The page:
What is Chick Lit?

 

Chick Lit emerged as a genre of popular fiction (mainly) for, by and about women with the adventures of Britain’s best known singleton, Bridget Jones, in 1996. Other novels that are considered foundational texts are Marian Keyes’ Watermelon (1995) or, for North America, Candace Bushnell’s Sex and the City (1997) and Terry MCmillan's Waiting to Exhale (1992) and How Stella Got Her Groove Back (1996). The genre has not only proven to be extremely successful (both in sales figures and popularity), but also extremely flexible, as can be seen from its many variations and subgenres, such as ethnic Chick Lit, Teen Lit or Mummy Lit, to name only a few. Shelves in bookstores around the world are stacked with pastel-coloured books, whose covers usually give away the genre, if not by the colour alone, by the typical feminine–connoted motifs such as high heels, martini glasses, flowery patterns, cocktail dresses, gift boxes or shopping bags. The texts merit academic attention not only because of their transnational and transmedial appeal, but also because of their political implications as products of postfeminist pop culture.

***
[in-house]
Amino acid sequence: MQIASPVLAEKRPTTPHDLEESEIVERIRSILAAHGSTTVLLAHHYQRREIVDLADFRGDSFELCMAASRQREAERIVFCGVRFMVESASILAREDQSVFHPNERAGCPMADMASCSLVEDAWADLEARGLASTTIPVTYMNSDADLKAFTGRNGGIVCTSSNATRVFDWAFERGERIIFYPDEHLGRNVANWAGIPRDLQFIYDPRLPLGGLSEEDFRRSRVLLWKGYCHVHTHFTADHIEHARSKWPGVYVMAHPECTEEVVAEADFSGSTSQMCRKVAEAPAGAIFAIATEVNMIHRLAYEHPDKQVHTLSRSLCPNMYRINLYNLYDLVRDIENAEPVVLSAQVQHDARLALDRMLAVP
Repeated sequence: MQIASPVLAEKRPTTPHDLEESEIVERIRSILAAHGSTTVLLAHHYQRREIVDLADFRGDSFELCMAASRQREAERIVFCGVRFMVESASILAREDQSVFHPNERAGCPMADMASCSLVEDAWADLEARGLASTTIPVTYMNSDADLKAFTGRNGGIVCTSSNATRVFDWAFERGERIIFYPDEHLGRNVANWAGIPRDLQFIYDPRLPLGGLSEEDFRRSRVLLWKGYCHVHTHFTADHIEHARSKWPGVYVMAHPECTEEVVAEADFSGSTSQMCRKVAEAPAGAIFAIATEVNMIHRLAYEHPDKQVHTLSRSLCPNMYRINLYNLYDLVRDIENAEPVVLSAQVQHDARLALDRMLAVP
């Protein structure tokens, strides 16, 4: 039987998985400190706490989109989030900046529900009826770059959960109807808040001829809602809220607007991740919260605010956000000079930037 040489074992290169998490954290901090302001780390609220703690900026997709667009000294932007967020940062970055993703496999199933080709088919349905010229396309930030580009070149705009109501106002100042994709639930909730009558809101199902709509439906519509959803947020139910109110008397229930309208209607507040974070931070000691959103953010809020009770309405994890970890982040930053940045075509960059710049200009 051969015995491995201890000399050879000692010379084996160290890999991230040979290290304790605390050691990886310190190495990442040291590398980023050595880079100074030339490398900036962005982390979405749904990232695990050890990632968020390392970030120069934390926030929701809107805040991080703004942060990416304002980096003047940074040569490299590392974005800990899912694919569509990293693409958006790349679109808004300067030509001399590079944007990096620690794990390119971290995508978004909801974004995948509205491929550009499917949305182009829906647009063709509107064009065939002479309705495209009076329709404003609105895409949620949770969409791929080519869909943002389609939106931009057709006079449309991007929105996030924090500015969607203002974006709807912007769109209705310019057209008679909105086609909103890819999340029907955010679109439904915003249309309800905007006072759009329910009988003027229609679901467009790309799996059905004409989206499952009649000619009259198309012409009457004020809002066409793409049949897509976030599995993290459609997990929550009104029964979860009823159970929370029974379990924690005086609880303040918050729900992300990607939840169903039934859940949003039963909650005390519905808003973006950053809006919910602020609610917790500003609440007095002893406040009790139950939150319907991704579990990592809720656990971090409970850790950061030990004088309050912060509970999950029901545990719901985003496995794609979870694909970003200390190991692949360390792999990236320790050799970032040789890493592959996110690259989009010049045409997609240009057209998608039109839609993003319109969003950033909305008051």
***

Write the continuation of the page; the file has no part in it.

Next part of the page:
About this project

 

The Chick Lit Project website was set up to provide a forum for those with an interest in (post)feminist literature and culture. If you want to contribute to this website or share comments, suggestions and opinions, feel free to contact me: h.missler(at)mx.uni-saarland.de
My PhD dissertation analyses chick lit as a literary and socio-cultural phenomenon in British and U.S. American popular culture of the Nineties and Noughties. It was published with Routledge and is available here